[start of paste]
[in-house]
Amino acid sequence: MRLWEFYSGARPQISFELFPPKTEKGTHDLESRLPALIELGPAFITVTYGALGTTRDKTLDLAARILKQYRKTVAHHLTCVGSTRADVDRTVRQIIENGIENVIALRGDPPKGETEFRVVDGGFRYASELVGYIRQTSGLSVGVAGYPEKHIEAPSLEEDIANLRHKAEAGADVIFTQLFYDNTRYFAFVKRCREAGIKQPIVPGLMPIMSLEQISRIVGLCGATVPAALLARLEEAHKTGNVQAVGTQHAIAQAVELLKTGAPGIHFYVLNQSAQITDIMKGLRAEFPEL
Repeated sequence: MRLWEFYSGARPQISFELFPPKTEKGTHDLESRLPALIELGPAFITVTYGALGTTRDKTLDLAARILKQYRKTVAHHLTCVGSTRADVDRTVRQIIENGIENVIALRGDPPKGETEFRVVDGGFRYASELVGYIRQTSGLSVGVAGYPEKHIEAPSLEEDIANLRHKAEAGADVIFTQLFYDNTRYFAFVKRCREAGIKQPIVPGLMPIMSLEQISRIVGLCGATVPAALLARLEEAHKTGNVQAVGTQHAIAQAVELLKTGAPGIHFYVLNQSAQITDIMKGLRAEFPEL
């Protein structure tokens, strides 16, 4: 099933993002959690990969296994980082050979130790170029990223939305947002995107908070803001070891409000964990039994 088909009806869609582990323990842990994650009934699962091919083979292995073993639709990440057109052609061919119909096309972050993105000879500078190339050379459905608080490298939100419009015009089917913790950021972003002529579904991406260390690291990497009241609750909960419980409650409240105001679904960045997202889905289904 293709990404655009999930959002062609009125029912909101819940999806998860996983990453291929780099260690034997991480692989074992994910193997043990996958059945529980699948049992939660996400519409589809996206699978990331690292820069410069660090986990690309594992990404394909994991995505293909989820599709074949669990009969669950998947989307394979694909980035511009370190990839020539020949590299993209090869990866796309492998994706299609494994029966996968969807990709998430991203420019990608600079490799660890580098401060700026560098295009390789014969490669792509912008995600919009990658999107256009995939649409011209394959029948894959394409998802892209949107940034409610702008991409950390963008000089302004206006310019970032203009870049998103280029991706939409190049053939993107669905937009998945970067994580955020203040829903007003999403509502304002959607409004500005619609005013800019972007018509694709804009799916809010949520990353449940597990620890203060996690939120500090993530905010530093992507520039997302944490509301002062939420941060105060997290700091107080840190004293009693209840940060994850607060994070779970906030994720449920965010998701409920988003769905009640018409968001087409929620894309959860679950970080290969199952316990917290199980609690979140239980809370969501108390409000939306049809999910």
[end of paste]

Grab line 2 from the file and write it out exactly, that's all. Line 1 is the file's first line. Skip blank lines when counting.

Amino acid sequence: MRLWEFYSGARPQISFELFPPKTEKGTHDLESRLPALIELGPAFITVTYGALGTTRDKTLDLAARILKQYRKTVAHHLTCVGSTRADVDRTVRQIIENGIENVIALRGDPPKGETEFRVVDGGFRYASELVGYIRQTSGLSVGVAGYPEKHIEAPSLEEDIANLRHKAEAGADVIFTQLFYDNTRYFAFVKRCREAGIKQPIVPGLMPIMSLEQISRIVGLCGATVPAALLARLEEAHKTGNVQAVGTQHAIAQAVELLKTGAPGIHFYVLNQSAQITDIMKGLRAEFPEL